Old School (2003)
|Writers:||Todd Phillips, Scot Armstrong|
|Released:||Friday, March 21, 2003|
|Rating:||Under 17 requires accompanying parent or adult guardian.|
Mitch, Frank and Beanie are disillusioned with their personal lives beginning when Mitch's nymphomaniac girlfriend, Heidi, cheats on him, then former party animal Frank gets married, but unwilling to get go of his wild life, and Beanie is a family man seeking to reclaim his wild and crazy youth. Beanie suggests that they form their own fraternity in Mitch's new house on a college campus to re-live their glory days by bringing together a variety of misfit college students, losers, middle-aged and elderly retirees as their new friends and later try to avoid being evicted by the new Dean of Students, Pritchard, whom still holds a personal grudge against all three of them.
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Old School Theatrical Review
After Mitch Martin (great in his starring role, Luke Wilson) comes home from a business trip to find his wife engaged in less than wifely acts, he moves into a house on the edges of a college campus. Much to the delight of his best friend and old college buddy, Bernard Campbell, the house seems perfect for throwing parties to get Mitch back on track "Like a young fawn being re-released into the wild."
After a successful keg rager "Mitch-a-palooza" with non other than Snoop Dogg providing the entertainment, Bernard decides it is time form a fraternity. "We're talking about a non-exclusive egalitarian brotherhood where community status and more importantly age have no bearing whatsoever." Much to the displeasure of the campus dean Gordon Pritchard (an expertly cast Jeremy Piven – interesting to note however that in Pivens last "campus comedy" he was the troublemaker on campus) the Fraternity is formed with a great ensemble of stereotypically un frat-boy like characters.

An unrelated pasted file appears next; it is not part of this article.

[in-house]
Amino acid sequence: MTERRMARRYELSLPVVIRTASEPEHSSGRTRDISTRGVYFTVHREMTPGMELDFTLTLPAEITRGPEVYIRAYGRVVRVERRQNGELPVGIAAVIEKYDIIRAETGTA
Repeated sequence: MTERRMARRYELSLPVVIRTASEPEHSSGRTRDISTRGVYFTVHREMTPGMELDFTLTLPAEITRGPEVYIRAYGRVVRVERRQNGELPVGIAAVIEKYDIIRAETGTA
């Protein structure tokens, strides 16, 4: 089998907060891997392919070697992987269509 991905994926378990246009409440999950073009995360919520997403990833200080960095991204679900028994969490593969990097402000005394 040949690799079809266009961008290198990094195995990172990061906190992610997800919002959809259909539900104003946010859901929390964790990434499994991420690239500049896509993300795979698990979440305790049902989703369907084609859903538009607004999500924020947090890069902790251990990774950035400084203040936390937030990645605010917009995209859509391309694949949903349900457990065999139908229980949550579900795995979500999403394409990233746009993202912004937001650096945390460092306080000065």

What ensues is a series of fraternity inspired humor- similar, but refreshing to other films in this genre. The real credit goes toward the writing and directing which gives the talented actors many memorable lines which will be quoted throughout college campuses for eternity.
Will Ferrell gives a notable performance as a just married, confused, and over the top comedic genius. While lacking in any originality from the other characters he has played throughout his recent career, this is perhaps the role that will define him for future generations from "that guy from SNL" to "that guy from Old School"
Certainly not a film for everyone, Old School will play best to the 18-30 year old males either about to go to college, in college, or just out of college (and longing to go back). If you don't laugh in the first 10 minutes, find something else. If you do "get" the humor, you'll probably be laughing at repeat viewings far in the future. While you can never go back, you can relive your glory years with a little help from the boys from Old School
-- Eric English
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